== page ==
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State v. Burgos

SUPERIOR COURT OF NEW JERSEY APPELLATE DIVISION


June 20, 2008

STATE OF NEW JERSEY, PLAINTIFF-RESPONDENT,
v.
ANGELO BURGOS, DEFENDANT-APPELLANT.

On appeal from the Superior Court of New Jersey, Law Division, Criminal Part, Bergen County, Indictment No. 97-12-2194.

Per curiam.

NOT FOR PUBLICATION WITHOUT THE APPROVAL OF THE APPELLATE DIVISION

Submitted: February 11, 2008

Before Judges Collester and C.L. Miniman.

Defendant Angelo Burgos appeals from the denial of his application for post-conviction relief (PCR) in connection with his 1999 conviction on charges of knowing or purposeful murder contrary to N.J.S.A. 2C:11-3(a)(1), -3(a)(2); felony murder contrary to N.J.S.A. 2C:11-3(a)(3); six counts of armed robbery contrary to N.J.S.A. 2C:15-1; possession of a weapon for an unlawful purpose contrary to N.J.S.A. 2C:39-4(a); and possession of a handgun without a permit contrary to N.J.S.A. 2C:39-5(b). Defendant was sentenced to life in prison with a thirty-year parole disqualifier on the murder conviction, six twenty-year terms on the armed robbery convictions concurrent to each other and consecutive to the life term and a five-year concurrent term on the conviction for gun possession without a permit. The felony-murder and unlawful-gun-possession convictions were merged for sentencing purposes. We affirmed the convictions and sentences on direct appeal and three months later the Supreme Court denied defendant's petition for certification. State v. Burgos, No. A-3047-99 (App. Div. Feb. 21, 2002), certif. denied, 172 N.J. 359 (2002).

We recited the factual evidence supporting the convictions on direct appeal:

The State presented compelling evidence that in the early morning hours of April 29, 1997, defendant shot and killed Robert Price during a robbery in a pool room in Lodi. Price, a pool room patron, resisted the perpetrator's effort to remove gold chains from his neck. A scuffle ensued during which the perpetrator drew a firearm. As Price attempted to gain control of the gun, a shot was fired. When the gun jammed, the perpetrator slammed it on the table, re-cocked it and shot Price numerous times. After Price fell to the ground, the perpetrator shot him in the head and then fled the pool hall.

Although the perpetrator was hooded, the patrons were able to give a general description of him. That information was relayed by the Lodi Police to all nearby law enforcement agencies. After Sergeant Walsh of the Little Ferry Police Department received the transmission, he observed a light-skinned black male in a Dodge Stratus. He followed the vehicle, but after determining that the vehicle had not been stolen, he suspended his pursuit.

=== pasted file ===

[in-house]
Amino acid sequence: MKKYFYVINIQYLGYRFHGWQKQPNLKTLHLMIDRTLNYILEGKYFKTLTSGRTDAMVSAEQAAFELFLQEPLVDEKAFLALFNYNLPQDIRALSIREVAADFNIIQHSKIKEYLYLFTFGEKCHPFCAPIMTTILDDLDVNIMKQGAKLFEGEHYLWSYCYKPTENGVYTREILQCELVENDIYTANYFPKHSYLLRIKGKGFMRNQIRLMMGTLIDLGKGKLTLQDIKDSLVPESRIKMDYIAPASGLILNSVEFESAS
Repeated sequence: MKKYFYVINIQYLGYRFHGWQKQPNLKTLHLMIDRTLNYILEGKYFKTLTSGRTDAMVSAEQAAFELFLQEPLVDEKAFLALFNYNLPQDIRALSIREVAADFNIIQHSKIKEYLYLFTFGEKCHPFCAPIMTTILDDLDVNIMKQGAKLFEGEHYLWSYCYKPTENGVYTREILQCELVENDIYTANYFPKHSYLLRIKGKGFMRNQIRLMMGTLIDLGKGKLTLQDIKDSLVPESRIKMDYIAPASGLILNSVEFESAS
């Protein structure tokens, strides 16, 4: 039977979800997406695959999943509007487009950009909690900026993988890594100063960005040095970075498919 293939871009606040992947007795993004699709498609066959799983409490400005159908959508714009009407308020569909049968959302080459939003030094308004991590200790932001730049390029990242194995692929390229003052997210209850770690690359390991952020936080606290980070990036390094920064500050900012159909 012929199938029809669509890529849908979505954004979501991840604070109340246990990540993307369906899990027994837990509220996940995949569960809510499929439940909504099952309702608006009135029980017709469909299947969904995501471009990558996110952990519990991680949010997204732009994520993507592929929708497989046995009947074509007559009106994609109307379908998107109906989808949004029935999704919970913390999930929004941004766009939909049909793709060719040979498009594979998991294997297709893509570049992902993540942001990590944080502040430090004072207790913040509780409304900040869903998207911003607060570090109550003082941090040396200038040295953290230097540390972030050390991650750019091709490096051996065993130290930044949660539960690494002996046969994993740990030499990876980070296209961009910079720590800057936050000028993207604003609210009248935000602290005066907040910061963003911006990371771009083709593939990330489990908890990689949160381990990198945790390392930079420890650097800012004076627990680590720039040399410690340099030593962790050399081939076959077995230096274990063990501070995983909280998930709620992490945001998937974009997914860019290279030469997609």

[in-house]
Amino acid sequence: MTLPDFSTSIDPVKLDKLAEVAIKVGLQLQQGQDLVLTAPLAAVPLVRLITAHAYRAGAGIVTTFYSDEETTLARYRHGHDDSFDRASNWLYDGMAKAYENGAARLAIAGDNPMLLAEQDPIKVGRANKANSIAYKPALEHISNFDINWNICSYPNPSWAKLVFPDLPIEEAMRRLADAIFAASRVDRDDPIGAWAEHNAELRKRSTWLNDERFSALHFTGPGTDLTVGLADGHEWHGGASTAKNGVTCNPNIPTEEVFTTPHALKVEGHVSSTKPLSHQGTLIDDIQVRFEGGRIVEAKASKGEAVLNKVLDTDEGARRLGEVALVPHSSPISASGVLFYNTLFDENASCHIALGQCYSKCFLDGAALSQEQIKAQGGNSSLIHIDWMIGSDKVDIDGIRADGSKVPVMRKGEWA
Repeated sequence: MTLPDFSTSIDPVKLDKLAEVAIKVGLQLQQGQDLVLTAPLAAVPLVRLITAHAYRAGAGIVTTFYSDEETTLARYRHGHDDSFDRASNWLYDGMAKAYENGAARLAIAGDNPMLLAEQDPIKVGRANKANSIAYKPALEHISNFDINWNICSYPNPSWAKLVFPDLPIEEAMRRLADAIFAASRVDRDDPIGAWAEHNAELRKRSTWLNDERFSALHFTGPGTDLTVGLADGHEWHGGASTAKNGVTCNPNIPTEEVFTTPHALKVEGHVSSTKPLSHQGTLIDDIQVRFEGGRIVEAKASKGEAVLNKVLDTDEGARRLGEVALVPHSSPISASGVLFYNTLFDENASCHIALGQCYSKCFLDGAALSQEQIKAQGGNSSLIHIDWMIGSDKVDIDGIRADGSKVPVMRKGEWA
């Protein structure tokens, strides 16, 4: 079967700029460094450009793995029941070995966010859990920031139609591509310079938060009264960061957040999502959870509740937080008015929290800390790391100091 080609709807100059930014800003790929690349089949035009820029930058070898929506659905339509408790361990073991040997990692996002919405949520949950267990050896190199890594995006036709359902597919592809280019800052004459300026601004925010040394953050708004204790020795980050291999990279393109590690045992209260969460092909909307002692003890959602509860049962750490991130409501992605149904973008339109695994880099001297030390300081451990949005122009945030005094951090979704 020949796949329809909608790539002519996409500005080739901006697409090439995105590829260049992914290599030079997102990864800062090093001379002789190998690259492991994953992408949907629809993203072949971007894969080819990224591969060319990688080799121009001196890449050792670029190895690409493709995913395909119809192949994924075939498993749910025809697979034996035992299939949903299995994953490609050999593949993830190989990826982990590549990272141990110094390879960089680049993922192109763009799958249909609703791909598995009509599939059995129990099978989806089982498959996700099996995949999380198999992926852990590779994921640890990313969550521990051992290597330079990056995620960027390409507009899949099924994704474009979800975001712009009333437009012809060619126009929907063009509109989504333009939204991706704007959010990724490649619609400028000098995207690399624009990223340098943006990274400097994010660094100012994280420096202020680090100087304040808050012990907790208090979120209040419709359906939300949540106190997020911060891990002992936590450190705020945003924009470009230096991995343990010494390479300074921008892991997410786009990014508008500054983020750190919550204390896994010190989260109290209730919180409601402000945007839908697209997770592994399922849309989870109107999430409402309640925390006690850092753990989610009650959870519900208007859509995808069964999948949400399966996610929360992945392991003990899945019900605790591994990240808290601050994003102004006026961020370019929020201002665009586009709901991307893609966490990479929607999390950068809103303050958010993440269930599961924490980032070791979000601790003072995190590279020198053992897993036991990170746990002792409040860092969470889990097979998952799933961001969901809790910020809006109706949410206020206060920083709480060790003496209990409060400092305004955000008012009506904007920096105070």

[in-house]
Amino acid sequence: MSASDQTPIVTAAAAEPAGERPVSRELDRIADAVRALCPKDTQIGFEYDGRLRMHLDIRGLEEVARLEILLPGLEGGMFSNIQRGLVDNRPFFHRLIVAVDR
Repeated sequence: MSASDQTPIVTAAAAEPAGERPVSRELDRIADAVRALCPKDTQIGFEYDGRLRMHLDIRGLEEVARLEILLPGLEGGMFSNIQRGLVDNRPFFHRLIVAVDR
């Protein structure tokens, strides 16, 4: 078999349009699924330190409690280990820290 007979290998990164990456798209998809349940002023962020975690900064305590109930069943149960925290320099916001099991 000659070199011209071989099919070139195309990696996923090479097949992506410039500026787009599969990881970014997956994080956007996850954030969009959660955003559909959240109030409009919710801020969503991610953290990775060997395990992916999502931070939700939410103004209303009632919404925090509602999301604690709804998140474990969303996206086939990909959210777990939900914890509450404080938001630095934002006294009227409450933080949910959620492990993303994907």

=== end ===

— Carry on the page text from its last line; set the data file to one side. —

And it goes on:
However, shortly thereafter, Officer John Harper of the Fort Lee Police Department observed a vehicle with a black male generally fitting the description given by the Lodi Police. When he activated his overhead lights, the vehicle came to a stop. However, it suddenly took off and proceeded through a toll booth at the George Washington Bridge toward New York City. Officer Harper pursued the vehicle, but lost sight of it in the vicinity of 178th Street and Amsterdam Avenue. Prior to the pursuit, Officer Harper "ran" the license plate of the vehicle, number PD505L, and determined that it was the same vehicle previously observed by Sergeant Walsh.

Sometime that same morning, defendant's sister and brother-in-law received a telephone call from defendant. Defendant requested that his sister report to the police that her vehicle had been stolen. The sister in fact had loaned the vehicle to defendant a few days earlier. She complied and reported the vehicle stolen. Further, defendant called his girlfriend in Syracuse, New York, advising her of his intention to visit her. During a three-way call with defendant, his girlfriend and mother, defendant asked his mother whether anyone had come looking for him. Later in the day, defendant again called his girlfriend and asked her to obtain a bus ticket for him for a return trip from Syracuse to New York City.

At approximately 6 a.m. the same morning, the New York Police issued a parking ticket to a car with a New Jersey license plate number PD505L parked on the corner of Broadway and 162nd Street. When defendant returned from Syracuse to Passaic County, he was arrested for the murder of Price and the robberies.

Over defendant's objection, Assistant Prosecutor David Pine was permitted to testify that defendant had been indicted in 1995 for committing armed robbery and weapons possession offenses. Robert Price, the murder victim, was also the victim of that armed robbery. The indictment alleged that $35,000 had been stolen from Price.

The trial court permitted the testimony as "other crimes evidence" under N.J.R.E. 404(b), relevant to defendant's motive to kill Price. [Id. at 3-5.]